• Jim Davies's picture
    Jim Davies 3 weeks 3 days ago Page Glen Allport
    "Kindness imperative", Glen?   Of course kindness is a vital element in a decent society, no argument. But "imperative" seems too strong. How does this differ from "compulsory compassion", which is the bedrock of collectivist welfare?   If somehow a NAP were implemented but then the human beings making up society failed to add compassion to the mix, the result would be rather sterile.  But the NAP is the enabler. Necessary, if not sufficient. Personally, it's fine to continue beyond a call for the NAP to be recognized as the foundation of an ideal society, but is it right to do so as a libertarian?
  • GregL's picture
    GregL 3 weeks 6 days ago Page Glen Allport
    Wise advice. Very well said.
  • Mark Davis's picture
    Mark Davis 3 weeks 6 days ago Page Glen Allport
    Succinct, profound and spot on. Well done, Glen.
  • Paul's picture
    Paul 4 weeks 1 day ago Page Paul Bonneau
    I found this SJW Attack Survival Guide. It looks like it could be quite a help. http://www.voxday.net/mart/SJW_Attack_Survival_Guide.pdf
  • Alex R. Knight III's picture
    Alex R. Knight III 4 weeks 4 days ago Web link Mike Powers
    She is, actually, still evidently awaiting trial.  Probably just getting a slap on the wrist though.  We'll see:   http://www.snopes.com/furay-drug-charges-father/    
  • Log from Blammo's picture
    Log from Blammo 5 weeks 1 day ago Web link Westernerd
    Nice word-salad headline, there. Try this on for size if you're confused: Israel Named as Source of the Insignificant Intel That Trump Shared With Russia
  • Jim Davies's picture
    Jim Davies 6 weeks 4 days ago Page Paul Hein
    Pence wasn't V-P elect until November 8th. Re-phrase line 1?
  • D. Saul Weiner's picture
    D. Saul Weiner 6 weeks 4 days ago Page Paul Hein
    Clearly, these thespians have overactive imaginations and they can conjure up all kinds of fantasies and horror stories about how government operates. That type of ability may be very useful in bringing a script into production, but in the political realm it can only serve to disconnect the actors from reality and produce a false consciousness among audience members.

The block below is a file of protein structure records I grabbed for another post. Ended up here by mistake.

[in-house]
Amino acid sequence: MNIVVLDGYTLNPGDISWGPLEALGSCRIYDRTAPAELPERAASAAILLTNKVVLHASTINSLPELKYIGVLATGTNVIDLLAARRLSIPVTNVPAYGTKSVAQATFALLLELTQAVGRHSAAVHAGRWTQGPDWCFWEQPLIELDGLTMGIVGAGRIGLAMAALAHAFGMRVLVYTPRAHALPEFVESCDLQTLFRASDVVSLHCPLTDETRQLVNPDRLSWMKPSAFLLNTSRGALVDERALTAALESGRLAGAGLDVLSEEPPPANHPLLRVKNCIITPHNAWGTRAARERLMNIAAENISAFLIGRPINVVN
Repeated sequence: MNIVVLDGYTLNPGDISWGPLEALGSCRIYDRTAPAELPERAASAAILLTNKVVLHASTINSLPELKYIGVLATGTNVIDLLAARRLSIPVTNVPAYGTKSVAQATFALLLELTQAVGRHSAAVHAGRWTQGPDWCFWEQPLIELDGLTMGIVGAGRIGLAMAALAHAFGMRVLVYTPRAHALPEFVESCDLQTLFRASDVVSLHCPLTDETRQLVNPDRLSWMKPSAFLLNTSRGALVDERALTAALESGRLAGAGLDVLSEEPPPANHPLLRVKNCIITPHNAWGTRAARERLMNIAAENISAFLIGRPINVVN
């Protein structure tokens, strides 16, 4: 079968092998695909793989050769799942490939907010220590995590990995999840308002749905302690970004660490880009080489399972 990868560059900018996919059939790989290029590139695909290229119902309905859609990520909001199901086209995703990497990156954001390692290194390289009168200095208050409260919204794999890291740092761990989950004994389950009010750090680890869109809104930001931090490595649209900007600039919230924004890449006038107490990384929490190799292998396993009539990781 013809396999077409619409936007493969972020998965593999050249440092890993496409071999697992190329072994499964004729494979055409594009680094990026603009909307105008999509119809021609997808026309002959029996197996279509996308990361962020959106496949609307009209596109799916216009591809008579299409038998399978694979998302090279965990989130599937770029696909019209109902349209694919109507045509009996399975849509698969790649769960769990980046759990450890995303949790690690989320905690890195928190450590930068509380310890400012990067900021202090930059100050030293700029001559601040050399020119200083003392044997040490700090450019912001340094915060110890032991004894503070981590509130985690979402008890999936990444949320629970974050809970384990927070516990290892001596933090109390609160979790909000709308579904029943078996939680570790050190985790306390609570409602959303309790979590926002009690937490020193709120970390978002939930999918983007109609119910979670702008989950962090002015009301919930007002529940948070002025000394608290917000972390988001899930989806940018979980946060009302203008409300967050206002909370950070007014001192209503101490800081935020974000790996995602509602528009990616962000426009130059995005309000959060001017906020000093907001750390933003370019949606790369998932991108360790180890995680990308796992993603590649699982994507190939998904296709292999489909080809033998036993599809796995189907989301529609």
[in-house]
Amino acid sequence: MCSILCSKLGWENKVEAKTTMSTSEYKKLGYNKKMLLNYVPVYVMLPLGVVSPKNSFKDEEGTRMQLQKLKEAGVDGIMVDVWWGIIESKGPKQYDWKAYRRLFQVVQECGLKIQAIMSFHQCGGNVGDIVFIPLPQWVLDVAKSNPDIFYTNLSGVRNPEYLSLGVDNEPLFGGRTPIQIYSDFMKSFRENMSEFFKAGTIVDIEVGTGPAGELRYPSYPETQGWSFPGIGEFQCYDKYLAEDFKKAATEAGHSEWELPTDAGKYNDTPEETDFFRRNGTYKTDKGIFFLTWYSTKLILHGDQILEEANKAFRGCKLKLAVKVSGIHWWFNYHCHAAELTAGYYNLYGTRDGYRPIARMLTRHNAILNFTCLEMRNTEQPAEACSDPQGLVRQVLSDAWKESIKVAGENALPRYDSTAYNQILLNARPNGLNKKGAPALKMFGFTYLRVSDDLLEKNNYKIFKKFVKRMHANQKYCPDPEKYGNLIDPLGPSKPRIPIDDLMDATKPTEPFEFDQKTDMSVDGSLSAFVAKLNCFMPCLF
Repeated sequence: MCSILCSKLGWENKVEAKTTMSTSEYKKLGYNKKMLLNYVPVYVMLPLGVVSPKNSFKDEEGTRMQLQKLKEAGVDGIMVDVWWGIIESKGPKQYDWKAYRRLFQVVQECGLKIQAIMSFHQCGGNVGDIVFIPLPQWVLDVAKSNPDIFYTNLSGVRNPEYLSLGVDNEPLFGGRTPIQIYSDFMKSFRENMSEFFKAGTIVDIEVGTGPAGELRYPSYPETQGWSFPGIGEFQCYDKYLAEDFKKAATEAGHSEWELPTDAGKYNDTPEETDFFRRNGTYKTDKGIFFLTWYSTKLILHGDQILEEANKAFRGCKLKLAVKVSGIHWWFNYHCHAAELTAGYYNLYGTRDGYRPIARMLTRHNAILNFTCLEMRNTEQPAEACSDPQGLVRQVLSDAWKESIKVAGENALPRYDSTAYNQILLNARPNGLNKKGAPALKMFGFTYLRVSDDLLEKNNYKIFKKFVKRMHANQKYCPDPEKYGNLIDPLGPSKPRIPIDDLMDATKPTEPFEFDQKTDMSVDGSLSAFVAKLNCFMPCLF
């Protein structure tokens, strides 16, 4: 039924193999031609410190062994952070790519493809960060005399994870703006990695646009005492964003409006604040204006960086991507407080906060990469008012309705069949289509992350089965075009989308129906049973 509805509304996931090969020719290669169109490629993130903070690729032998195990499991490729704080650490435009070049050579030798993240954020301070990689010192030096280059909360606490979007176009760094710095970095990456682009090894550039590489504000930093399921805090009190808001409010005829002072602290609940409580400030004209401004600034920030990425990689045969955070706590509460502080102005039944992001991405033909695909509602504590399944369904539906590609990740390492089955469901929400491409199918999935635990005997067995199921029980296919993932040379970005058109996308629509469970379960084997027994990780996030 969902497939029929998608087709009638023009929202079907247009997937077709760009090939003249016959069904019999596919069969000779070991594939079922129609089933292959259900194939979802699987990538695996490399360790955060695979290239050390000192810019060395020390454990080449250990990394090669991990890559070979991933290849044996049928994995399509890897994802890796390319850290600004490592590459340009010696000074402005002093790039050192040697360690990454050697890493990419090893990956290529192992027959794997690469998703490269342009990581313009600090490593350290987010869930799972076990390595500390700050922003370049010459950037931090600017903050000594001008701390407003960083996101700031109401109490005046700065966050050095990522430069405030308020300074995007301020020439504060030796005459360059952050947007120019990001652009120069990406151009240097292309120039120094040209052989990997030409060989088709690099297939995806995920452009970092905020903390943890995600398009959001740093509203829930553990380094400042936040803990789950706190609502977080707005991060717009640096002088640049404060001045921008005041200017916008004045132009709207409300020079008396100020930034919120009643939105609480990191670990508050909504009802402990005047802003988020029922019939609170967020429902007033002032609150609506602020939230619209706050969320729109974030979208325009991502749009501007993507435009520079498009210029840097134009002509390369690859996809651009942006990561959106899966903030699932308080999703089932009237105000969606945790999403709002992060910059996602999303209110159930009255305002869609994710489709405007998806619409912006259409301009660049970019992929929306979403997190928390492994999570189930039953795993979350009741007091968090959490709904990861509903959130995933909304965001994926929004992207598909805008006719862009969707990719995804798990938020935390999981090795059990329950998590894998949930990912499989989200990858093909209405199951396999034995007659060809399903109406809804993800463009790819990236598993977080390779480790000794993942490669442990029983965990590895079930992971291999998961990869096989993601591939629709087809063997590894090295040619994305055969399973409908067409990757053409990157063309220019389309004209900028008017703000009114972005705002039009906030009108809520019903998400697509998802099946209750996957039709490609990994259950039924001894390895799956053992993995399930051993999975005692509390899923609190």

• Jim Davies's picture
    Jim Davies 6 weeks 6 days ago Web link KenK
    It's clever and cheap, and probably effective as claimed - to deter theft for personal gain.   Trouble is, while most TSA examiners may be honest in the sense of not being personal thieves, all of them are dishonest in the sense of working for government by poking through baggage. If they detect something (like a flask of gin!) that some government rule forbids, they will steal it anyway.   So, "100% foolproof"? Not quite.
  • KenK's picture
    KenK 7 weeks 1 hour ago Web link KenK
    You don't see cars like this much any more because, as we discovered after the 2008 crash, the real money in auto production is in the financing of newly purchased vehicles, not in their actual sale price. GM, Ford, Chrysler-Fiat  produce cars in order for Ford Credit and GMAC et al. to have something to finance and who then bundle the debt which they sell to banks, pension managers, insurance companies, mutual funds, or who ever needs a steady inbound cash flow. The actual cars are an afterthought.
  • Glock27's picture
    Glock27 7 weeks 3 hours ago
    Propaganda 201
    Page Mark Davis
    The saddest discovery for me is not the conscious deceit of national factions, collectives, but the deceit within family, people you are suppose to trust--brother against brother, father against son and etc.
  • Kevin M. Patten's picture
    Kevin M. Patten 7 weeks 9 hours ago Page Carrie Burdzinski
    Really great piece Carrie. Something to help motivate me to do more research on vaccines.    Of course Shill Nye "The Science Guy" was there at the march, the guy who years ago said that chromosomes determine gender, and now claiming that we're all on a "spectrum" -- complete with perverted song lyrics to get his message across. He was also once skeptical of GMOs; now says they're perfectly safe. What a total fraud.   As you so wonderfully said, these are the people driving this loutish "trust the science" mantra. It's a bit ironic, as these progressive scientists are appealling to collegiates, those who likely read Foucault and other postmodernists, who say ITS ALL A SOCIAL CONSTRUCT...TOOL OF THE OPPRESSOR.